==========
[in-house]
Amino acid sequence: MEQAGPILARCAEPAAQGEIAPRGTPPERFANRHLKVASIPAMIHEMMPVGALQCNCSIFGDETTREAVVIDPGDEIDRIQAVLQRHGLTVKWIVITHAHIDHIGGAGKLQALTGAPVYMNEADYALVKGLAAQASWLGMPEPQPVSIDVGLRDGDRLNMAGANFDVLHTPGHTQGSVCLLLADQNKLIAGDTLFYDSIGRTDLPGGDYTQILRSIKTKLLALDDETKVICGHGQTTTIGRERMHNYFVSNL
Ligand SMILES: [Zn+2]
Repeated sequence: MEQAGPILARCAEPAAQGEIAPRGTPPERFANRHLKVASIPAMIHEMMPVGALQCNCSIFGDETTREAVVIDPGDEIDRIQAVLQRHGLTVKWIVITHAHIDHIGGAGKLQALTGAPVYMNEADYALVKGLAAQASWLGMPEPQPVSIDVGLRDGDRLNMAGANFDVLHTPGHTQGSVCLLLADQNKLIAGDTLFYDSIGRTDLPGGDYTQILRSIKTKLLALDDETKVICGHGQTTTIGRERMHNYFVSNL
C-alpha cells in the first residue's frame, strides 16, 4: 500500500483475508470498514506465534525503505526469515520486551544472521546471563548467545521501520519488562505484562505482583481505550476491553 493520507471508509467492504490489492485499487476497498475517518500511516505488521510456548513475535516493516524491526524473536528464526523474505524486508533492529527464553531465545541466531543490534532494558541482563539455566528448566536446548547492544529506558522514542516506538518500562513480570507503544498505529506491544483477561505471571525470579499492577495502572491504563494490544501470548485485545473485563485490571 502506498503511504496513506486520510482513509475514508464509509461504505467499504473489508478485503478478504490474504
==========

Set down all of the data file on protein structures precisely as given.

[in-house]
Amino acid sequence: MEQAGPILARCAEPAAQGEIAPRGTPPERFANRHLKVASIPAMIHEMMPVGALQCNCSIFGDETTREAVVIDPGDEIDRIQAVLQRHGLTVKWIVITHAHIDHIGGAGKLQALTGAPVYMNEADYALVKGLAAQASWLGMPEPQPVSIDVGLRDGDRLNMAGANFDVLHTPGHTQGSVCLLLADQNKLIAGDTLFYDSIGRTDLPGGDYTQILRSIKTKLLALDDETKVICGHGQTTTIGRERMHNYFVSNL
Ligand SMILES: [Zn+2]
Repeated sequence: MEQAGPILARCAEPAAQGEIAPRGTPPERFANRHLKVASIPAMIHEMMPVGALQCNCSIFGDETTREAVVIDPGDEIDRIQAVLQRHGLTVKWIVITHAHIDHIGGAGKLQALTGAPVYMNEADYALVKGLAAQASWLGMPEPQPVSIDVGLRDGDRLNMAGANFDVLHTPGHTQGSVCLLLADQNKLIAGDTLFYDSIGRTDLPGGDYTQILRSIKTKLLALDDETKVICGHGQTTTIGRERMHNYFVSNL
C-alpha cells in the first residue's frame, strides 16, 4: 500500500483475508470498514506465534525503505526469515520486551544472521546471563548467545521501520519488562505484562505482583481505550476491553 493520507471508509467492504490489492485499487476497498475517518500511516505488521510456548513475535516493516524491526524473536528464526523474505524486508533492529527464553531465545541466531543490534532494558541482563539455566528448566536446548547492544529506558522514542516506538518500562513480570507503544498505529506491544483477561505471571525470579499492577495502572491504563494490544501470548485485545473485563485490571 502506498503511504496513506486520510482513509475514508464509509461504505467499504473489508478485503478478504490474504